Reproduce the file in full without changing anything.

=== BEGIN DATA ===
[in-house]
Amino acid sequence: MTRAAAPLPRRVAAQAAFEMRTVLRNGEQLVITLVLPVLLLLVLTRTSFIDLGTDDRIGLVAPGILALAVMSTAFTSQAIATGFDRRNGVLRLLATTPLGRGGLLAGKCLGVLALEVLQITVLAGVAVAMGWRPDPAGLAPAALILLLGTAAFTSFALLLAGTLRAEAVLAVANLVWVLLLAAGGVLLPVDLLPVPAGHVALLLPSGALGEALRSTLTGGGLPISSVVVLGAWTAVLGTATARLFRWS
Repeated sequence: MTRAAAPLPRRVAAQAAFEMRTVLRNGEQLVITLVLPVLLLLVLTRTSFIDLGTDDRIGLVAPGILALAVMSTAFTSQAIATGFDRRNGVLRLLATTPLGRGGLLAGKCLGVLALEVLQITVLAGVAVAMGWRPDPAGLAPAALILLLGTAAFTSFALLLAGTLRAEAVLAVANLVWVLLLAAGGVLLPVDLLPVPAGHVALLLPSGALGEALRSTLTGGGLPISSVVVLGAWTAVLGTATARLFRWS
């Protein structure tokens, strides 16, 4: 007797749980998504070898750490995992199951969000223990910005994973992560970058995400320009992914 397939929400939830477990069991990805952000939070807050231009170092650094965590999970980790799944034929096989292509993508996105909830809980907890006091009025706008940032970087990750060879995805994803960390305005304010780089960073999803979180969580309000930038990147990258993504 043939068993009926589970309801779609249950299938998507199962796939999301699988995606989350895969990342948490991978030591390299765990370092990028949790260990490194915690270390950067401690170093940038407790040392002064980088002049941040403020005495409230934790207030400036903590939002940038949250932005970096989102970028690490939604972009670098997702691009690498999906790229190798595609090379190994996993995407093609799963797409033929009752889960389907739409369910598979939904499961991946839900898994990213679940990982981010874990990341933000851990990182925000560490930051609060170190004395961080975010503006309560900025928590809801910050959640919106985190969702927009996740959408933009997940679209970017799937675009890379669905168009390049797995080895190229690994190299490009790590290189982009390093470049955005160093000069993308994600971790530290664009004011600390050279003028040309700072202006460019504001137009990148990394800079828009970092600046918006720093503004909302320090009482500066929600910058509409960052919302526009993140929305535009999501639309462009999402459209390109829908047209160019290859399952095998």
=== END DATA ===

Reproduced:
[in-house]
Amino acid sequence: MTRAAAPLPRRVAAQAAFEMRTVLRNGEQLVITLVLPVLLLLVLTRTSFIDLGTDDRIGLVAPGILALAVMSTAFTSQAIATGFDRRNGVLRLLATTPLGRGGLLAGKCLGVLALEVLQITVLAGVAVAMGWRPDPAGLAPAALILLLGTAAFTSFALLLAGTLRAEAVLAVANLVWVLLLAAGGVLLPVDLLPVPAGHVALLLPSGALGEALRSTLTGGGLPISSVVVLGAWTAVLGTATARLFRWS
Repeated sequence: MTRAAAPLPRRVAAQAAFEMRTVLRNGEQLVITLVLPVLLLLVLTRTSFIDLGTDDRIGLVAPGILALAVMSTAFTSQAIATGFDRRNGVLRLLATTPLGRGGLLAGKCLGVLALEVLQITVLAGVAVAMGWRPDPAGLAPAALILLLGTAAFTSFALLLAGTLRAEAVLAVANLVWVLLLAAGGVLLPVDLLPVPAGHVALLLPSGALGEALRSTLTGGGLPISSVVVLGAWTAVLGTATARLFRWS
């Protein structure tokens, strides 16, 4: 007797749980998504070898750490995992199951969000223990910005994973992560970058995400320009992914 397939929400939830477990069991990805952000939070807050231009170092650094965590999970980790799944034929096989292509993508996105909830809980907890006091009025706008940032970087990750060879995805994803960390305005304010780089960073999803979180969580309000930038990147990258993504 043939068993009926589970309801779609249950299938998507199962796939999301699988995606989350895969990342948490991978030591390299765990370092990028949790260990490194915690270390950067401690170093940038407790040392002064980088002049941040403020005495409230934790207030400036903590939002940038949250932005970096989102970028690490939604972009670098997702691009690498999906790229190798595609090379190994996993995407093609799963797409033929009752889960389907739409369910598979939904499961991946839900898994990213679940990982981010874990990341933000851990990182925000560490930051609060170190004395961080975010503006309560900025928590809801910050959640919106985190969702927009996740959408933009997940679209970017799937675009890379669905168009390049797995080895190229690994190299490009790590290189982009390093470049955005160093000069993308994600971790530290664009004011600390050279003028040309700072202006460019504001137009990148990394800079828009970092600046918006720093503004909302320090009482500066929600910058509409960052919302526009993140929305535009999501639309462009999402459209390109829908047209160019290859399952095998």